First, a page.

Quantcast

Moreno, Ex-Double Door Landlord War Escalates With Proposed Zoning Change

By  Alisa Hauser and Patty Wetli | June 8, 2017 1:17pm 

 First Ward Ald. Joe Moreno, Double Door and building owner Brian Strauss
First Ward Ald. Joe Moreno, Double Door and building owner Brian Strauss
View Full Caption
DNAinfo/Alisa Hauser

WICKER PARK —   Ald. Joe Moreno (1st) has fired the latest salvo in his ongoing battle with Brian Strauss, owner of the Wicker Park building that formerly housed the Double Door.

Neighboring property owners have been informed of a public hearing set for June 22 in which Moreno will initiate proceedings to change the zoning of the building at 1570-1572 N. Milwaukee Ave. from a commercial to a single-family residential designation limiting future uses of the structure.

Raymond Valadez, Moreno's chief of staff, declined to comment on the motivation for the zoning change to the four-story, 17,000-square-foot building.

James McKay, a lawyer for Strauss, called Moreno's maneuver "arbitrary and capricious and in violation of the Strauss family's rights to due process." 

Currently, the commercial zoning for the building is the same as that for its surrounding properties. Neighbors living within 250 feet of the closed music club have been notified of the proposed zoning change.

McKay said no one would want a single-family residence on the busy block packed with restaurants, bars and retail shops.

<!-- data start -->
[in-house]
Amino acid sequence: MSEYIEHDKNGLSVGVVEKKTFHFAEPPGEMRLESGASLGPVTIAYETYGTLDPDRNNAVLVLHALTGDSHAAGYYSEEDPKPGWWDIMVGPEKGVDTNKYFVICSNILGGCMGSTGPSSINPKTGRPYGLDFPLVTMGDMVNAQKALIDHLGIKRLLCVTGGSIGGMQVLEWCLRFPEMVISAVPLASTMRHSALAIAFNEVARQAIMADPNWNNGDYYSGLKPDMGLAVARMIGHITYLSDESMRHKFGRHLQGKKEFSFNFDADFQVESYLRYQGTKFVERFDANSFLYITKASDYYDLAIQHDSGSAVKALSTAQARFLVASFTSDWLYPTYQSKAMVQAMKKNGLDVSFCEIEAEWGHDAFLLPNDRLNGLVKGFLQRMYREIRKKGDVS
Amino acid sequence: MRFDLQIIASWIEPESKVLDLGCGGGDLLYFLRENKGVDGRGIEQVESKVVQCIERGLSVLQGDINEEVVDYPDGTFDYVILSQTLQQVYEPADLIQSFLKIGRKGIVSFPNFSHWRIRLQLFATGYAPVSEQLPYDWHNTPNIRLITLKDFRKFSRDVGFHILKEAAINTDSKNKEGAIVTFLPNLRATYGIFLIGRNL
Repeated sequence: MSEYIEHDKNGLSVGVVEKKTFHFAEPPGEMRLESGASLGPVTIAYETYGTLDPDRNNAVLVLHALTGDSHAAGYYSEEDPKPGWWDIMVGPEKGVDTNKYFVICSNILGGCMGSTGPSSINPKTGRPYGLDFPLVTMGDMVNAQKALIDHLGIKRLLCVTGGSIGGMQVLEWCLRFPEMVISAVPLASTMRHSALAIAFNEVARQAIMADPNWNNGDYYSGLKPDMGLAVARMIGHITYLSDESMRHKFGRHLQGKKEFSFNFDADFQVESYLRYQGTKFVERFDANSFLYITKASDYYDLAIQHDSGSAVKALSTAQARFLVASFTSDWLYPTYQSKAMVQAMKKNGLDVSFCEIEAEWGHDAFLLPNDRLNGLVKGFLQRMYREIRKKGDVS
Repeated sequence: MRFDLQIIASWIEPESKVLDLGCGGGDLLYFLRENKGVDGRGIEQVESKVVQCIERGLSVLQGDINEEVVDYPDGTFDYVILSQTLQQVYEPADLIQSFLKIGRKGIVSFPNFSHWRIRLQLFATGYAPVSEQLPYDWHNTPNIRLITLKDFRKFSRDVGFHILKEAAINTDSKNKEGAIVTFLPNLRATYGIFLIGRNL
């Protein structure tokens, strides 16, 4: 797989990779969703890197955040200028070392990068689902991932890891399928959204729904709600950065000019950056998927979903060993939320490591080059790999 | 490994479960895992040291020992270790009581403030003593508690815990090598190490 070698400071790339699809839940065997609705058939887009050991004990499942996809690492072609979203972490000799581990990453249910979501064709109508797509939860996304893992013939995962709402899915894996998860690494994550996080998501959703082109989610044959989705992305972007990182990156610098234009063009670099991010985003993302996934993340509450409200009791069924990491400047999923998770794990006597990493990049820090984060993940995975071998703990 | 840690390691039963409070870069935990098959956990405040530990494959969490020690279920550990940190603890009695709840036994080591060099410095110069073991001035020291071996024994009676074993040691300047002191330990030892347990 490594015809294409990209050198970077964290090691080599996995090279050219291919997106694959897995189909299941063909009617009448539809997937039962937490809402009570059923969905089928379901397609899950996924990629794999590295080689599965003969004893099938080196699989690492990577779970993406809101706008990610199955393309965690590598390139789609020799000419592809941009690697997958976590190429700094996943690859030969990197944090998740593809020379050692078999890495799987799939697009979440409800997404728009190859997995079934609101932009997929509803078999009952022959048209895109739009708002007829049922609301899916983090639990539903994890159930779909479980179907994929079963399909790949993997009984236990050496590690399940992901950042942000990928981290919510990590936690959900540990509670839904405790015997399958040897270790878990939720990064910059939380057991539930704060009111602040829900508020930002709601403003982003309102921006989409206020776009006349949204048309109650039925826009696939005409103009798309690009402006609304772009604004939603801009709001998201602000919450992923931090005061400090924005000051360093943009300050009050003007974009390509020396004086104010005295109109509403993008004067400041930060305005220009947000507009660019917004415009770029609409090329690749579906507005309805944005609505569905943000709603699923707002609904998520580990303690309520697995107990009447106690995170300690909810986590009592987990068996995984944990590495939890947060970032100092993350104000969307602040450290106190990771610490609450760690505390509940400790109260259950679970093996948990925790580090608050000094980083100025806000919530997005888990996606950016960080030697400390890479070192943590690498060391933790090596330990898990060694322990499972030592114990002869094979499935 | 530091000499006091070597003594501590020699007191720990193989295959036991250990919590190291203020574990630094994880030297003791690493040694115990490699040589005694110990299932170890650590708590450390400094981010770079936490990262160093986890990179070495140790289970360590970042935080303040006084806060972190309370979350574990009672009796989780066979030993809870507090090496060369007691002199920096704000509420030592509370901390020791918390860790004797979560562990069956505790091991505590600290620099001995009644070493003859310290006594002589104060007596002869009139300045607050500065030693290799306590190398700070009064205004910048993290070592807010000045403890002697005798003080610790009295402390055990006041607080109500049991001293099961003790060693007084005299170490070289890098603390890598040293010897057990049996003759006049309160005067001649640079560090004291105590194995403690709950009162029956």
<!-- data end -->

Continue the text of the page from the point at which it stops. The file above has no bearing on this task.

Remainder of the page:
"Moreno is a vindictive and irresponsible public official who's not doing what's best for the community. He's doing it to get even with an honest man [Strauss] who wouldn't play ball with him," McKay said.

In February, Moreno, angry about the eviction of Double Door, told Strauss in an argument caught on videotape, "You are not going to get a dime out of this building. It's going to be an empty building with no income for you or your family. End of conversation."

A real estate source previously told DNAinfo that Strauss is trying to finalize a deal to sell the 113-year-old building to a private developer. Though the source said Target is among the retailers interested in the prime location near the busy intersection of Milwaukee and Damen avenues, Strauss denied that Target is interested in the building.

Strauss said that "several prospective tenants" have looked at the property for renting it out, and he also is talking with folks who want to buy the entire building, which has entrances on Milwaukee Avenue as well as Damen.

If Moreno's proposed zoning change is approved, new owners or tenants would have to go through a lengthy process, including community meetings, in order to switch the zoning back to commercial use in order to open a restaurant, bar, music venue, retail shop or other non-residential establishment.

Moreno previously threatened a zoning change in 2016, when Double Door was still battling Strauss during a 1½-year eviction case, but that motion was tabled.

The zoning tactic is typically deployed when an alderman wants to control what can go into a controversial property.

In 2014, Ald. Ameya Pawar (47th) changed the zoning on a mixed-use property in order to hinder illegal nightclub operations at a problem building.

Notice of proposed zoning change. [DNAinfo/Alisa Hauser]

The Milwaukee and Damen-facing sides of the former Double Door. [DNAinfo/Alisa Hauser]